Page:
Disclaimer: This article is not sponsored by PD Howler.
Over the last few weeks or so I have been looking at PD Howler 2023.3 and I will be writing some more articles going over the features in this interesting and versatile program.
I will be honest, PD Howler has limitations with the layers not supporting alpha but some of the brushes are really innovative and nice to use and remind me of older versions of Corel Painter with the blendy behavior and the paper textures. I’m not so bothered by the limitations of the layers because you get used to it after a while and you could always export images and work on them in other software such as Krita or Photoshop.
The program has some nice tools for making colour themes for painting as well. The recent gamut masks is a nice additions to the program.
The focus of the brushes are mainly for creating environments and there are a lot of suitable brushes for organic effects as well as some really quirky brushes for sci-fi scenes and adding special effects.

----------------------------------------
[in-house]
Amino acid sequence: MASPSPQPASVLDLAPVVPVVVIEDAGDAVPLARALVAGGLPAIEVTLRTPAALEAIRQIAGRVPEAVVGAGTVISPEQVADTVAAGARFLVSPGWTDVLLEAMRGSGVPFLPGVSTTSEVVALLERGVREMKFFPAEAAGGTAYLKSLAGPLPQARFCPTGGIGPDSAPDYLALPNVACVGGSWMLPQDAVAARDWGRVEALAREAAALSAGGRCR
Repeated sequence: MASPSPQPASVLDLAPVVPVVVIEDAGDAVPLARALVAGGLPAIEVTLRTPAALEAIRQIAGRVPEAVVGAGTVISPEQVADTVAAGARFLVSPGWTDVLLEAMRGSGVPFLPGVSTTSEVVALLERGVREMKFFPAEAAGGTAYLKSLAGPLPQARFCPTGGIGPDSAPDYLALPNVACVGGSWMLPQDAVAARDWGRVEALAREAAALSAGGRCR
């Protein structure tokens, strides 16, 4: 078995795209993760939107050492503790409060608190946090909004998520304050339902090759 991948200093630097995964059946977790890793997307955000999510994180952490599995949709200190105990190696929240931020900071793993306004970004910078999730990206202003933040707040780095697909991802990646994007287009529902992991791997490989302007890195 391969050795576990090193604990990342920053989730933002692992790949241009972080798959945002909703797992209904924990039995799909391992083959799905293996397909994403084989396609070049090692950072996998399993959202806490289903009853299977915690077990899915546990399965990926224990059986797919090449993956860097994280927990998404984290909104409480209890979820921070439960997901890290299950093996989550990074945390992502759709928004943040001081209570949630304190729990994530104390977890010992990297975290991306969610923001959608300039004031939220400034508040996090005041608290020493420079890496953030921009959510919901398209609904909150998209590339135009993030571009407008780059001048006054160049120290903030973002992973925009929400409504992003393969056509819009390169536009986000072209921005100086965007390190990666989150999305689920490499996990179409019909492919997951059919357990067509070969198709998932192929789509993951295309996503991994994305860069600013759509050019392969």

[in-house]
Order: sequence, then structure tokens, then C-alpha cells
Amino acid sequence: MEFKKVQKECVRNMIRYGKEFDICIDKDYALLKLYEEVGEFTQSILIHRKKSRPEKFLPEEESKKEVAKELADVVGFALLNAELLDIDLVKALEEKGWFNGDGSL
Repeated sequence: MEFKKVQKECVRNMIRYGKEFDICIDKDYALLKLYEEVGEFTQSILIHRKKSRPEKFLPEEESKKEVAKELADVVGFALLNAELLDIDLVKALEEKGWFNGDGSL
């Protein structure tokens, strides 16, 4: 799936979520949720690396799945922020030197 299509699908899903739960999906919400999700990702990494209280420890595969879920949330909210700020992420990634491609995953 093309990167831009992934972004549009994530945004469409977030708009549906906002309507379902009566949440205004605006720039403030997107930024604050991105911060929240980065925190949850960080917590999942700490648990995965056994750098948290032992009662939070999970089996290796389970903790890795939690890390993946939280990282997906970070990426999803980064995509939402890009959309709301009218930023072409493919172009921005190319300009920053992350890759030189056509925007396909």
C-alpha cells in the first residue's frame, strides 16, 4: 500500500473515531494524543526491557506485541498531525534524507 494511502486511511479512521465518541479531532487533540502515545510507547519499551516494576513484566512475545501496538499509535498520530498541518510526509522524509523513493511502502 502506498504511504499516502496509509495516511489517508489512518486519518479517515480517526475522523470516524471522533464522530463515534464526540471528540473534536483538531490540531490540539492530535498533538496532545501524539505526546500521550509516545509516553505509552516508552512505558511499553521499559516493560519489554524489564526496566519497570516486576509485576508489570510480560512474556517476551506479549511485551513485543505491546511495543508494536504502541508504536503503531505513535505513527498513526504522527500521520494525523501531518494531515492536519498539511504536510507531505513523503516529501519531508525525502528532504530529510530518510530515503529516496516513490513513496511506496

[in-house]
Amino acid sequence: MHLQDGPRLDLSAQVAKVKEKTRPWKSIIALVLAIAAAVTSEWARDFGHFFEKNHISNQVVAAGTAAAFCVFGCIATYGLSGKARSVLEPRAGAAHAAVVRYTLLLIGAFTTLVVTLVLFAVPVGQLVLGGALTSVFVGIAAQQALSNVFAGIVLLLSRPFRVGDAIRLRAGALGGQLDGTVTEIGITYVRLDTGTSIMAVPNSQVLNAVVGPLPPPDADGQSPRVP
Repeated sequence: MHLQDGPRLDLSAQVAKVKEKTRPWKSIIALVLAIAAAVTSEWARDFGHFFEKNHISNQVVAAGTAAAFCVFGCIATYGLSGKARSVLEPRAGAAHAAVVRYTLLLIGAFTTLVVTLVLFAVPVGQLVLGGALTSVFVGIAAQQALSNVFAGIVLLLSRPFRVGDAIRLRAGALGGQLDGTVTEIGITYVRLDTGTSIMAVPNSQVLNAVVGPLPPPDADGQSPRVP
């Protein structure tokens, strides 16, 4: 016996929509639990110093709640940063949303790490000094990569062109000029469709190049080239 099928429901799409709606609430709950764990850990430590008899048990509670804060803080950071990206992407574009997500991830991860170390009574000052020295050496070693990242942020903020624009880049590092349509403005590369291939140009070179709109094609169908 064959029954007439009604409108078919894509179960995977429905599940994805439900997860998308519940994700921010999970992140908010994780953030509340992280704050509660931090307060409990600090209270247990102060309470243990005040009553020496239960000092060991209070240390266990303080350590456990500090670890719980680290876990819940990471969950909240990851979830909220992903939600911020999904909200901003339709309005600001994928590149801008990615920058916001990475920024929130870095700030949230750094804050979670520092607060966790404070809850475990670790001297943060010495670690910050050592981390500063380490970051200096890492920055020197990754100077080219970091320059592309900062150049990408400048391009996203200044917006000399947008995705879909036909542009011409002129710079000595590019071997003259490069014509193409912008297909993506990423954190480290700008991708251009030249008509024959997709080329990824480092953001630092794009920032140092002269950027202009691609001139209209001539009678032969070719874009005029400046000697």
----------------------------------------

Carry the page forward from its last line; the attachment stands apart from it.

The program has been around for a long time (the earliest incarnation of the software was called Project Dogwaffle) and is still being actively developed.
The full version of PD Howler (there is also a tailored down version called PD Artist which takes out the animation tools) has a lot of different features. Personally I am only interested in the digital painting and photo editing options of the program so that is what I will be focusing on for the upcoming articles.
The older website for PD Howler is at thebest3d.com. This website is useful for learning about the features of the program and seeing the development change log. They also have a newer website at pdhowler.com where the programs are currently on sale for Black Friday (be careful to check both websites if you are thinking of buying it though because the older website is not currently at the sale price if you like a bargain).
For this article I decided it would be easier and more useful to make some long videos talking about the brushes rather than trying to show them in static screenshots. That way you can see how they behave and I have given my opinions on them and talked about settings of the program. As a side note this was a useful exercise for me because it helped me learn about the program more as well. I might do this with other painting software’s in future.
There are three parts to the videos about the brushes in PD Howler.
Thanks for reading and watching.
There is the option to make your own custom brushes in this program. Dan Richie the developer of PD Howler made two useful videos on how to go about doing that.